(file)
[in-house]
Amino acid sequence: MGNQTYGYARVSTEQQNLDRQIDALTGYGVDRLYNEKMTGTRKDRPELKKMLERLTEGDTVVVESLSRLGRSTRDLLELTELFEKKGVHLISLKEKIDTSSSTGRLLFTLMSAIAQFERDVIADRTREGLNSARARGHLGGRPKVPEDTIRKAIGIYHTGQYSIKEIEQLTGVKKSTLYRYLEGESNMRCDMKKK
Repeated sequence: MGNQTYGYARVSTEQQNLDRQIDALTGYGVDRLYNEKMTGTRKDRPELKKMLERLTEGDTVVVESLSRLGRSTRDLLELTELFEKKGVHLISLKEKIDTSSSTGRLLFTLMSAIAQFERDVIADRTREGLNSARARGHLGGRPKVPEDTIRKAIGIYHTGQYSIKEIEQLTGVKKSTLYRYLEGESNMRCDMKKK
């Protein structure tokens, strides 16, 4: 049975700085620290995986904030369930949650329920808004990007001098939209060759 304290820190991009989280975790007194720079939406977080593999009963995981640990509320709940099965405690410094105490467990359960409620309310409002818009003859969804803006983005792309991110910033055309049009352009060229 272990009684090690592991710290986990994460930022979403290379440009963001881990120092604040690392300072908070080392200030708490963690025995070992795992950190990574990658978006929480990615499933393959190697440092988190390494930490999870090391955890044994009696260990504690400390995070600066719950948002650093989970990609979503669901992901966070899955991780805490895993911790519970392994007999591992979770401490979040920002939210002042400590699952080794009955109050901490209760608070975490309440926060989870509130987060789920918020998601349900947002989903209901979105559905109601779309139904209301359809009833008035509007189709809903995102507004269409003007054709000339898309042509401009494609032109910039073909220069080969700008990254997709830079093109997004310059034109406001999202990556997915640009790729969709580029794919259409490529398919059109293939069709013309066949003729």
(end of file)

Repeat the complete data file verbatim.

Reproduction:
[in-house]
Amino acid sequence: MGNQTYGYARVSTEQQNLDRQIDALTGYGVDRLYNEKMTGTRKDRPELKKMLERLTEGDTVVVESLSRLGRSTRDLLELTELFEKKGVHLISLKEKIDTSSSTGRLLFTLMSAIAQFERDVIADRTREGLNSARARGHLGGRPKVPEDTIRKAIGIYHTGQYSIKEIEQLTGVKKSTLYRYLEGESNMRCDMKKK
Repeated sequence: MGNQTYGYARVSTEQQNLDRQIDALTGYGVDRLYNEKMTGTRKDRPELKKMLERLTEGDTVVVESLSRLGRSTRDLLELTELFEKKGVHLISLKEKIDTSSSTGRLLFTLMSAIAQFERDVIADRTREGLNSARARGHLGGRPKVPEDTIRKAIGIYHTGQYSIKEIEQLTGVKKSTLYRYLEGESNMRCDMKKK
């Protein structure tokens, strides 16, 4: 049975700085620290995986904030369930949650329920808004990007001098939209060759 304290820190991009989280975790007194720079939406977080593999009963995981640990509320709940099965405690410094105490467990359960409620309310409002818009003859969804803006983005792309991110910033055309049009352009060229 272990009684090690592991710290986990994460930022979403290379440009963001881990120092604040690392300072908070080392200030708490963690025995070992795992950190990574990658978006929480990615499933393959190697440092988190390494930490999870090391955890044994009696260990504690400390995070600066719950948002650093989970990609979503669901992901966070899955991780805490895993911790519970392994007999591992979770401490979040920002939210002042400590699952080794009955109050901490209760608070975490309440926060989870509130987060789920918020998601349900947002989903209901979105559905109601779309139904209301359809009833008035509007189709809903995102507004269409003007054709000339898309042509401009494609032109910039073909220069080969700008990254997709830079093109997004310059034109406001999202990556997915640009790729969709580029794919259409490529398919059109293939069709013309066949003729």